American school children filmed chanting Donald Trump slogan 'build that wall'

The chant allegedly reduced other children in the school to tears

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The day after Donald Trump's election victory, a video has emerged showing a group of American school children chanting the Republican's slogan "build that wall". 

In the footage, a small group of pupils at Royal Oak Middle School in Michigan can be heard shouting the slogan in their school dining hall on Wednesday, allegedly reducing other children to tears. 

Dee Perez-Scott, who posted the video on Facebook where it has been viewed over four million times, wrote: "This happened today at Royal Oak Middle School in Royal Oak Michigan. It is so sad. Latino children were crying," adding that the scene was "just horrifying". 

"Build that wall" was one of the most controversial slogans used by Mr Trump during his campaign and refers to his promise to build a wall along the border between the US and Mexico - and to force Mexico to pay for it.

He first proposed the barrier during his candidacy announcement speech in June 2015, saying he would "build a great wall" on America's southern border, before adding: "I will make Mexico pay for that wall. Mark my words.”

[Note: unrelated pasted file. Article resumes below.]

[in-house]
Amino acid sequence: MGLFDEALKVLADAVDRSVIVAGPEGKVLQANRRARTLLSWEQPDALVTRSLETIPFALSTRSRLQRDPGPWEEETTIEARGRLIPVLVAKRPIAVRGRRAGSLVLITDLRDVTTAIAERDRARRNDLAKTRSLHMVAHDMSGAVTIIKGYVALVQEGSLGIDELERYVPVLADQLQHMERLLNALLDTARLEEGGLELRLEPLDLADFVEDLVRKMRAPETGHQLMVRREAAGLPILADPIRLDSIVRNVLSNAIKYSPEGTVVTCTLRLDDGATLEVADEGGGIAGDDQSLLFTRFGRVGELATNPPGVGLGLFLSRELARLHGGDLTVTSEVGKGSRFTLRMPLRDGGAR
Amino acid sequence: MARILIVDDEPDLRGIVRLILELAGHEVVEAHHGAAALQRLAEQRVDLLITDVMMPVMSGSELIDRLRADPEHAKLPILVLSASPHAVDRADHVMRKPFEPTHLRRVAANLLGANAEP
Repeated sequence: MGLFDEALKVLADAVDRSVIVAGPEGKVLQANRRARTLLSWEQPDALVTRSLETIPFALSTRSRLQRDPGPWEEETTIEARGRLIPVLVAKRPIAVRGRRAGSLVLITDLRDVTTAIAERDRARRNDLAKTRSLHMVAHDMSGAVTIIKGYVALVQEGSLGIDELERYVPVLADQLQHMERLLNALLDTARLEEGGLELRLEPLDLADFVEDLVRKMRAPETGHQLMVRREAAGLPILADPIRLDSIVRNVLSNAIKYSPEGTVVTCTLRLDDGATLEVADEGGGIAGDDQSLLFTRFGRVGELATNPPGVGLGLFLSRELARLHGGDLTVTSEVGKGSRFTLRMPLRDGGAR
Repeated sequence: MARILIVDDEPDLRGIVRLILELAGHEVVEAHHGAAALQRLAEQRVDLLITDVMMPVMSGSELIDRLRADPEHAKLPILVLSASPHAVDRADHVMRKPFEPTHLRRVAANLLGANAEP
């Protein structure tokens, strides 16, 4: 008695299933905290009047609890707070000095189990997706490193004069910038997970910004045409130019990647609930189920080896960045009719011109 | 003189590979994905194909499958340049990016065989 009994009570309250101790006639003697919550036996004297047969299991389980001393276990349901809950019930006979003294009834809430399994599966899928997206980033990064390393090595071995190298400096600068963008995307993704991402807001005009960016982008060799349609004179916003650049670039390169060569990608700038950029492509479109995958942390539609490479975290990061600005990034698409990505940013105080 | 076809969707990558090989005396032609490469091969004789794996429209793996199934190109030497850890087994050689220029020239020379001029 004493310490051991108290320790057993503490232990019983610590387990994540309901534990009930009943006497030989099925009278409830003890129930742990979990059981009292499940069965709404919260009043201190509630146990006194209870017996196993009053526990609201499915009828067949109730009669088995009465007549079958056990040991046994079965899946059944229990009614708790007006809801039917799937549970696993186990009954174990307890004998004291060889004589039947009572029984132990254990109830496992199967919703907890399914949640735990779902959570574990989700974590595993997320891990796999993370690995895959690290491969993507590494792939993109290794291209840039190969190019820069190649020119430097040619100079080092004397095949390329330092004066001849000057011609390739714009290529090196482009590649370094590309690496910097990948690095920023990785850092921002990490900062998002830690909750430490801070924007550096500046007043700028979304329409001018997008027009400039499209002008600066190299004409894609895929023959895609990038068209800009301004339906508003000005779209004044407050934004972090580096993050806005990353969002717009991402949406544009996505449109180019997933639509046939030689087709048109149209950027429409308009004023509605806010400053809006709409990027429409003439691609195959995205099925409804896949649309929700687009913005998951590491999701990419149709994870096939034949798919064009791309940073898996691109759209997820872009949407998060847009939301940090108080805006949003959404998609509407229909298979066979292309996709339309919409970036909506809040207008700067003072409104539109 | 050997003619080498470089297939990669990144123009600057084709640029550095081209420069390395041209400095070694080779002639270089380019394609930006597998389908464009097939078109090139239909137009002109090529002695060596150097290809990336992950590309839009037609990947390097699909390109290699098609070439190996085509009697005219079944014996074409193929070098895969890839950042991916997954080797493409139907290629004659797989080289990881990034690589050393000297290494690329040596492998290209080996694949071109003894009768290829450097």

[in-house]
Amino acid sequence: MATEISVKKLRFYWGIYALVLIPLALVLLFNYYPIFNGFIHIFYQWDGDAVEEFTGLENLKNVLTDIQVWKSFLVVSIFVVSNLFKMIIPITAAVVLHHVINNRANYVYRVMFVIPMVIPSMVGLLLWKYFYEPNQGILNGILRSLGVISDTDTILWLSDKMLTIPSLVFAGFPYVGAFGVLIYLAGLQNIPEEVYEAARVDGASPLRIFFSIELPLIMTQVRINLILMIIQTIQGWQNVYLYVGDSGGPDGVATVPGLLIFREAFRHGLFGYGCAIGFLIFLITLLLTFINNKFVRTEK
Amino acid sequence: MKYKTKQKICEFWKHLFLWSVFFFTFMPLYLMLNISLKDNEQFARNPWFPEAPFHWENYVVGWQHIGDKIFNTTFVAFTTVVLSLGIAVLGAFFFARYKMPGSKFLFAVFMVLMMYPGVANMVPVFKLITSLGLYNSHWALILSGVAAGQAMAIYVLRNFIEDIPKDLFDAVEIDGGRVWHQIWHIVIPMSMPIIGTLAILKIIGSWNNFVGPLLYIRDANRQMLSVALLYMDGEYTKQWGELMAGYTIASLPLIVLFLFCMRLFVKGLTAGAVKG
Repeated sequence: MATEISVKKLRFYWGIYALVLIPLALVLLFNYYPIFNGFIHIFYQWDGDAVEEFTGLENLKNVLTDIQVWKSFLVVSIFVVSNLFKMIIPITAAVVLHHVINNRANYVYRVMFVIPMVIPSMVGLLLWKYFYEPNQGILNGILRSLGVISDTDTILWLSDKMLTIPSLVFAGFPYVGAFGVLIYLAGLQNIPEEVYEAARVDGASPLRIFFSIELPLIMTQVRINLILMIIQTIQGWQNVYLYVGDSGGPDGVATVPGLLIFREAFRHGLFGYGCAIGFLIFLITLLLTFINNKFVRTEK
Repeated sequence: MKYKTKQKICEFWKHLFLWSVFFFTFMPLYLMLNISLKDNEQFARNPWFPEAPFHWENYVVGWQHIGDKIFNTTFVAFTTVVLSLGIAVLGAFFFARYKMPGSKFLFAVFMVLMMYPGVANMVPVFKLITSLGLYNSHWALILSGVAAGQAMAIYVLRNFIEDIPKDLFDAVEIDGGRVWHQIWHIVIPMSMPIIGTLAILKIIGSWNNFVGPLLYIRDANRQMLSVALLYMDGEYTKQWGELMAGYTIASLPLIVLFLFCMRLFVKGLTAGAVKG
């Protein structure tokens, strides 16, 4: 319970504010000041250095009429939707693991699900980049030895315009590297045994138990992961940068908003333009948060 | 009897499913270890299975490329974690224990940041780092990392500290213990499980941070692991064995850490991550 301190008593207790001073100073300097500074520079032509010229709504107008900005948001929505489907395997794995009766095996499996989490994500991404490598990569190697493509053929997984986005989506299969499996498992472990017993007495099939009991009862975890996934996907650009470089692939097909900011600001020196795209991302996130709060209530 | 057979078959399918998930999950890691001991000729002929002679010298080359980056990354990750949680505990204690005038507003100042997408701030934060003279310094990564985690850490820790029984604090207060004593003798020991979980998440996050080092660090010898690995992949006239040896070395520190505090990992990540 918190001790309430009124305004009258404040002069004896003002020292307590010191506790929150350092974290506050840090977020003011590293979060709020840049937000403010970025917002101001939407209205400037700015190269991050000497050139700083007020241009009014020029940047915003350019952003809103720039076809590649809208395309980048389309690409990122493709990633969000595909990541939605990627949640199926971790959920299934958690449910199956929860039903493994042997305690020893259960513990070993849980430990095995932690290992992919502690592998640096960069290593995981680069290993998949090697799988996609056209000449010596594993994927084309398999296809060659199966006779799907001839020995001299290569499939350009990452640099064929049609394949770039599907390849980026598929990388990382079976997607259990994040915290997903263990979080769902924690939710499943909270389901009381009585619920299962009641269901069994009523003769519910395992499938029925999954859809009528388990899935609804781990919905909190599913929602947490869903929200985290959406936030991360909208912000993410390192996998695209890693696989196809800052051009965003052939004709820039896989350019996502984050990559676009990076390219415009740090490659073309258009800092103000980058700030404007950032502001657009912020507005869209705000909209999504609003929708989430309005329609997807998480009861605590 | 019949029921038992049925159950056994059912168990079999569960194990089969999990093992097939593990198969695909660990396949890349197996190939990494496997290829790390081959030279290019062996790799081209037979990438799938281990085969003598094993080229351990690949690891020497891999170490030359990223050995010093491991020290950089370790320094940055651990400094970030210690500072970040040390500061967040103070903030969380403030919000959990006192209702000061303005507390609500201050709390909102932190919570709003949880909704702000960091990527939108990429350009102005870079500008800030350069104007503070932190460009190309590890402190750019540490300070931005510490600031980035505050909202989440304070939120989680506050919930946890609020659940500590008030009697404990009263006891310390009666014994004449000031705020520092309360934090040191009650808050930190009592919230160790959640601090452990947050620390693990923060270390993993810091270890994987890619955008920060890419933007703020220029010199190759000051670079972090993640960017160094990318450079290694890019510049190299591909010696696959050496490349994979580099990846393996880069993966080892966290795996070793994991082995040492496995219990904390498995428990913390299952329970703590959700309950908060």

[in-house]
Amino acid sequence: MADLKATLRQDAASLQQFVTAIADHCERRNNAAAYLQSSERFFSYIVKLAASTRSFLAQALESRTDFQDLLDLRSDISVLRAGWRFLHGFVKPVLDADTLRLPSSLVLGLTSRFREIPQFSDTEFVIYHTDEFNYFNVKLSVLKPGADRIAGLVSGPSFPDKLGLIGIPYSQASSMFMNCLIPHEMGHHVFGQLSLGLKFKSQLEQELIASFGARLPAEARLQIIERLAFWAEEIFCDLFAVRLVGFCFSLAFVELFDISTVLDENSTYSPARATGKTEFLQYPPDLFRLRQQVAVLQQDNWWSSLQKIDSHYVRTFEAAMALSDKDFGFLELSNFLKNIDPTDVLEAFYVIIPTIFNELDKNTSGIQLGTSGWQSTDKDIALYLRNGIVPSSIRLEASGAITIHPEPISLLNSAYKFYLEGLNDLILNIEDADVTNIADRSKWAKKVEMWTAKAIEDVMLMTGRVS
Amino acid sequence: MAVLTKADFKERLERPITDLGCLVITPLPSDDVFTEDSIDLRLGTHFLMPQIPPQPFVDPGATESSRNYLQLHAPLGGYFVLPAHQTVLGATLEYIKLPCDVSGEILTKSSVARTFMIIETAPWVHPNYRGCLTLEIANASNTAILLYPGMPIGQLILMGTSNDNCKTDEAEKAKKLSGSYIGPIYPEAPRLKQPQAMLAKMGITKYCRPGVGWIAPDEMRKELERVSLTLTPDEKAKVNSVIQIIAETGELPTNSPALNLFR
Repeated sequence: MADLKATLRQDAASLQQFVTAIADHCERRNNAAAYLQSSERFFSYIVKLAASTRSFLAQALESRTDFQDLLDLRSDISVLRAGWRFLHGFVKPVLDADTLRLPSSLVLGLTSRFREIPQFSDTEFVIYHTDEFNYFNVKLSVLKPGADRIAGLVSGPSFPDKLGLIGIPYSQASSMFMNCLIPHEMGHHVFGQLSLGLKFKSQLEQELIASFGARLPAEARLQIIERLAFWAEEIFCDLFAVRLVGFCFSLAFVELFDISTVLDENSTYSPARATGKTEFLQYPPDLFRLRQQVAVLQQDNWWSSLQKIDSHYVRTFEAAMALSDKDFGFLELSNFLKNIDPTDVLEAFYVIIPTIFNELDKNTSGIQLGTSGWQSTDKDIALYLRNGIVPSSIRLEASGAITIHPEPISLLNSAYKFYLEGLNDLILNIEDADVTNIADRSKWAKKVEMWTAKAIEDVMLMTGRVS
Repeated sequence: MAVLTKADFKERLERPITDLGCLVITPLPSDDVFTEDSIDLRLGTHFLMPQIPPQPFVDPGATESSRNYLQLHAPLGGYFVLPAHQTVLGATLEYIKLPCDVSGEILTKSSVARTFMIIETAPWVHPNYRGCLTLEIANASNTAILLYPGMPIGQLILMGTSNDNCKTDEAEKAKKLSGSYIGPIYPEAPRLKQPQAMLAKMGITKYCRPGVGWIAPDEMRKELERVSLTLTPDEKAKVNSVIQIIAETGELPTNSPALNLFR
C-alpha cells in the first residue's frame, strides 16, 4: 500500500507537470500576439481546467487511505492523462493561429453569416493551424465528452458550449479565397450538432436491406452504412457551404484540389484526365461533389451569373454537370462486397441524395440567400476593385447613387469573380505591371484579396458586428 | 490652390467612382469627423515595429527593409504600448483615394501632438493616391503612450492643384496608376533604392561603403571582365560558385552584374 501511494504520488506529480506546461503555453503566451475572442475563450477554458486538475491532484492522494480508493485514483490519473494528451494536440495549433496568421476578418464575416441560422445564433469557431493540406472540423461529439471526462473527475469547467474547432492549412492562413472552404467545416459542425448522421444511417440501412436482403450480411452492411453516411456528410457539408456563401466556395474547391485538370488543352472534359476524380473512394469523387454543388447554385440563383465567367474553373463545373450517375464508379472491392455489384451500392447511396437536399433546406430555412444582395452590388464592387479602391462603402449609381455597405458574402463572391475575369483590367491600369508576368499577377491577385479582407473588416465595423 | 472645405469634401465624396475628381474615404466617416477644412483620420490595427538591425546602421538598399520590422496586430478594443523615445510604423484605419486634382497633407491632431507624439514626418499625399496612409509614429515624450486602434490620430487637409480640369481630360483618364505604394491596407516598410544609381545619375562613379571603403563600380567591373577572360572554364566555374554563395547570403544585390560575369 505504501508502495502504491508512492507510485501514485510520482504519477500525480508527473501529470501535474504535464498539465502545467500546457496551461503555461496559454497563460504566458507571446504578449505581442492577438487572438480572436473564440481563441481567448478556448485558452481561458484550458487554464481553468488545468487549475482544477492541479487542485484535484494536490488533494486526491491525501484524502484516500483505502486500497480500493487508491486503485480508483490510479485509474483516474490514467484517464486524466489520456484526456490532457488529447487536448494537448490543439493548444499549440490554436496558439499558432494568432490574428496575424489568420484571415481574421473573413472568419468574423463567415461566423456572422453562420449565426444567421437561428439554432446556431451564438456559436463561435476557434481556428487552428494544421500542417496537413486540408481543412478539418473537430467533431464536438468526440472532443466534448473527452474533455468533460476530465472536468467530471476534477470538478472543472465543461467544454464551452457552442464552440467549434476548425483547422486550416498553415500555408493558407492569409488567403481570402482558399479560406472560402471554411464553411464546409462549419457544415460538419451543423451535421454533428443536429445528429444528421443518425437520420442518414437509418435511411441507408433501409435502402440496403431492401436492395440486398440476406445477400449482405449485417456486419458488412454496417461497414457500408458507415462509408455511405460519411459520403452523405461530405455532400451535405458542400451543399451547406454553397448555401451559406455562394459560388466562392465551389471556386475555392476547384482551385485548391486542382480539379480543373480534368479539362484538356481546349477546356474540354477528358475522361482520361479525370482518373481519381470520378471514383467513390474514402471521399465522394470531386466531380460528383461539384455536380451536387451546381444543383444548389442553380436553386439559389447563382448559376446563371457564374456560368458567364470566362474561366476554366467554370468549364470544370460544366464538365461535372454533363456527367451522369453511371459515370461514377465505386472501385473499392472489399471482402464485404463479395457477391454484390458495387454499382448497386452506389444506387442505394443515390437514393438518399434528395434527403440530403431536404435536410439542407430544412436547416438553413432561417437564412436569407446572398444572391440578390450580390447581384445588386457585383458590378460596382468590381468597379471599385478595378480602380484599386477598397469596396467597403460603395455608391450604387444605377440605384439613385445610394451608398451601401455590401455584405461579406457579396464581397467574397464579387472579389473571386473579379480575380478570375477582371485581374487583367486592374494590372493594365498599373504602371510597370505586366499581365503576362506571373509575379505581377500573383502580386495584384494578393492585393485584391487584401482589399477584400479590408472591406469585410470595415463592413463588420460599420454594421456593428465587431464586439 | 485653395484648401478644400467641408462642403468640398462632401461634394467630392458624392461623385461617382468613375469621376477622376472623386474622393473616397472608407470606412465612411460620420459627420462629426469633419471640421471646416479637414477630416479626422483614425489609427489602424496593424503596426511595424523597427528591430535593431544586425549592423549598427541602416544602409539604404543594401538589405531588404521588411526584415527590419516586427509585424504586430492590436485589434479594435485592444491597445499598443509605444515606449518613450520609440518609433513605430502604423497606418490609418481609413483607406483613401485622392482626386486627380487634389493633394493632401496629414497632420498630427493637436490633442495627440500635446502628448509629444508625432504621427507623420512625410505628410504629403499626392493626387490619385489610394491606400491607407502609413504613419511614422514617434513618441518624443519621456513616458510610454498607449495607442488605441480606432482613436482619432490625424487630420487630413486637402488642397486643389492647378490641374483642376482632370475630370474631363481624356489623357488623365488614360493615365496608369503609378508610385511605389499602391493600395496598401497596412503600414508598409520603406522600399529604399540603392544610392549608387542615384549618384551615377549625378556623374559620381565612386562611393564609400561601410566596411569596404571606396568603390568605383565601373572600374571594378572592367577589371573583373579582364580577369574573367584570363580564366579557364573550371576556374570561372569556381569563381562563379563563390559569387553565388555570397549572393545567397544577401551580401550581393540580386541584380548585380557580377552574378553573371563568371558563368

Police were deployed at the school on Thursday following concerns that children who chanted the slogan could be in danger of threatening and offensive comments online. 

Lt Keith Spencer of the Royal Oak Police Department told The Detroit News: "We are aware of the video and are monitoring comments on it as it gets shared." 

A statement issued by the school acknowledged that parents had expressed concern about the safety of the students following the incident. 

Royal Oaks Schools' Superintendent Shawn Lewis-Lakin said: "In the incident a small group of students engaged in a brief “build the wall” chant. School personnel in the cafeteria responded when this occurred.

"We are committed to providing a safe, secure, and supportive learning environment for all students. We addressed this incident when it occurred. We are addressing it today. We are working with our students to help them understand the impact of their words and actions on others in their school community. 

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"In responding to this incident – indeed in responding to this election – we need to hear each other’s stories, not slogans, we need to work towards understanding, not scoring points, and we need to find a way to move forward that respects and values each and every member of our community. We will be working on this in school today. Please work on this with us."

Exit polls from Tuesday’s voting suggest Mr Trump's vow to build a wall between the US and Mexico has not earned major support among voters. A total of 54 per cent of voters said they were opposed to the idea of a wall.